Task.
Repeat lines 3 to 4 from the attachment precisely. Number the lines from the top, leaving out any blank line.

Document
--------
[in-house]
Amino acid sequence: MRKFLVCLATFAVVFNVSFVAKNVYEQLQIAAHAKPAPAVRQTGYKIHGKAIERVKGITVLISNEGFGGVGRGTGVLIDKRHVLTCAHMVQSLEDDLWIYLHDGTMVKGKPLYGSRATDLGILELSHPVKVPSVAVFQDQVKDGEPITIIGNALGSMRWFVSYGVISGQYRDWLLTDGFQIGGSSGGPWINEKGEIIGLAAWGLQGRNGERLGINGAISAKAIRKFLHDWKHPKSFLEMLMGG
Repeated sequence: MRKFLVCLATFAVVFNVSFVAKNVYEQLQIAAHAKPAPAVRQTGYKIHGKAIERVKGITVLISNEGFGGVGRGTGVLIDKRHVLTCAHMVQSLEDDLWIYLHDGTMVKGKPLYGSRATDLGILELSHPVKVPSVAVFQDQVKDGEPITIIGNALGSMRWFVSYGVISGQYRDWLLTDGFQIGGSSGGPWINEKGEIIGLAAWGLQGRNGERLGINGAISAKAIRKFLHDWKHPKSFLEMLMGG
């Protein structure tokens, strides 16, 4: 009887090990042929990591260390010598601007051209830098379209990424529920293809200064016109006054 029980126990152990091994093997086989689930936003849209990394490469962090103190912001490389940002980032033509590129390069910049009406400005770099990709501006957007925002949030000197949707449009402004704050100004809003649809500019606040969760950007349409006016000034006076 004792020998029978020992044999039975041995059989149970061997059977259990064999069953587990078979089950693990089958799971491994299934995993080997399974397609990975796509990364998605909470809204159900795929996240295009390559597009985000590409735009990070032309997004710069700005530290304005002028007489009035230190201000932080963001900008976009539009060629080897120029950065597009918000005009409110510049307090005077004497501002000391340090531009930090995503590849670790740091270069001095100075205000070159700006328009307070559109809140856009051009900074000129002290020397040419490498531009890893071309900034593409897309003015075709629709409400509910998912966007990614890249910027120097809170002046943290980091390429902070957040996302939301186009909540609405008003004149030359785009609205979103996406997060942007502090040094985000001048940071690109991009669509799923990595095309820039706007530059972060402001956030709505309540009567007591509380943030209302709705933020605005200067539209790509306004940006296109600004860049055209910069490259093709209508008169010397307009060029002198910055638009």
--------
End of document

Repeated sequence: MRKFLVCLATFAVVFNVSFVAKNVYEQLQIAAHAKPAPAVRQTGYKIHGKAIERVKGITVLISNEGFGGVGRGTGVLIDKRHVLTCAHMVQSLEDDLWIYLHDGTMVKGKPLYGSRATDLGILELSHPVKVPSVAVFQDQVKDGEPITIIGNALGSMRWFVSYGVISGQYRDWLLTDGFQIGGSSGGPWINEKGEIIGLAAWGLQGRNGERLGINGAISAKAIRKFLHDWKHPKSFLEMLMGG
């Protein structure tokens, strides 16, 4: 009887090990042929990591260390010598601007051209830098379209990424529920293809200064016109006054 029980126990152990091994093997086989689930936003849209990394490469962090103190912001490389940002980032033509590129390069910049009406400005770099990709501006957007925002949030000197949707449009402004704050100004809003649809500019606040969760950007349409006016000034006076 004792020998029978020992044999039975041995059989149970061997059977259990064999069953587990078979089950693990089958799971491994299934995993080997399974397609990975796509990364998605909470809204159900795929996240295009390559597009985000590409735009990070032309997004710069700005530290304005002028007489009035230190201000932080963001900008976009539009060629080897120029950065597009918000005009409110510049307090005077004497501002000391340090531009930090995503590849670790740091270069001095100075205000070159700006328009307070559109809140856009051009900074000129002290020397040419490498531009890893071309900034593409897309003015075709629709409400509910998912966007990614890249910027120097809170002046943290980091390429902070957040996302939301186009909540609405008003004149030359785009609205979103996406997060942007502090040094985000001048940071690109991009669509799923990595095309820039706007530059972060402001956030709505309540009567007591509380943030209302709705933020605005200067539209790509306004940006296109600004860049055209910069490259093709209508008169010397307009060029002198910055638009």